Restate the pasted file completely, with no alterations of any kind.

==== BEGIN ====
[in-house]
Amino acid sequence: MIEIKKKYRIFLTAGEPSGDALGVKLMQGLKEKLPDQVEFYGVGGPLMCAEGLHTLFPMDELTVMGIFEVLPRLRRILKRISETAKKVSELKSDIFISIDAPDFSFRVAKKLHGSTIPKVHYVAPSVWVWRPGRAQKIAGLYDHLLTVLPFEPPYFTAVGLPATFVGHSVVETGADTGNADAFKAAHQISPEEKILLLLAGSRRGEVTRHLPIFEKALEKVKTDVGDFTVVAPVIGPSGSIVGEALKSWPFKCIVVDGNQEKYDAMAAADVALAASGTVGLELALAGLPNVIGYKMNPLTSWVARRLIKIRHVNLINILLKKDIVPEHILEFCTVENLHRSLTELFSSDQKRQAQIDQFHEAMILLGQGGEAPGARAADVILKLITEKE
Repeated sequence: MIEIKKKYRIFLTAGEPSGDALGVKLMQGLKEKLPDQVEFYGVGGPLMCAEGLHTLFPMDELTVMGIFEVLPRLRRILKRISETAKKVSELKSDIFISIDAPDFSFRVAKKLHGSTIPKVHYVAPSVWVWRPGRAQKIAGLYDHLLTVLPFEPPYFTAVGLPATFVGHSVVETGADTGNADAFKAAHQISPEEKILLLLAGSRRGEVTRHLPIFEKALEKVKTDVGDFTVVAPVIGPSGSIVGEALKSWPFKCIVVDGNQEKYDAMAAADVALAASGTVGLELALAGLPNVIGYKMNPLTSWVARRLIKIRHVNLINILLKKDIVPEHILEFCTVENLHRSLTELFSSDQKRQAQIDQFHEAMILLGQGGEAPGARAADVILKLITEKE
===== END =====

[in-house]
Amino acid sequence: MIEIKKKYRIFLTAGEPSGDALGVKLMQGLKEKLPDQVEFYGVGGPLMCAEGLHTLFPMDELTVMGIFEVLPRLRRILKRISETAKKVSELKSDIFISIDAPDFSFRVAKKLHGSTIPKVHYVAPSVWVWRPGRAQKIAGLYDHLLTVLPFEPPYFTAVGLPATFVGHSVVETGADTGNADAFKAAHQISPEEKILLLLAGSRRGEVTRHLPIFEKALEKVKTDVGDFTVVAPVIGPSGSIVGEALKSWPFKCIVVDGNQEKYDAMAAADVALAASGTVGLELALAGLPNVIGYKMNPLTSWVARRLIKIRHVNLINILLKKDIVPEHILEFCTVENLHRSLTELFSSDQKRQAQIDQFHEAMILLGQGGEAPGARAADVILKLITEKE
Repeated sequence: MIEIKKKYRIFLTAGEPSGDALGVKLMQGLKEKLPDQVEFYGVGGPLMCAEGLHTLFPMDELTVMGIFEVLPRLRRILKRISETAKKVSELKSDIFISIDAPDFSFRVAKKLHGSTIPKVHYVAPSVWVWRPGRAQKIAGLYDHLLTVLPFEPPYFTAVGLPATFVGHSVVETGADTGNADAFKAAHQISPEEKILLLLAGSRRGEVTRHLPIFEKALEKVKTDVGDFTVVAPVIGPSGSIVGEALKSWPFKCIVVDGNQEKYDAMAAADVALAASGTVGLELALAGLPNVIGYKMNPLTSWVARRLIKIRHVNLINILLKKDIVPEHILEFCTVENLHRSLTELFSSDQKRQAQIDQFHEAMILLGQGGEAPGARAADVILKLITEKE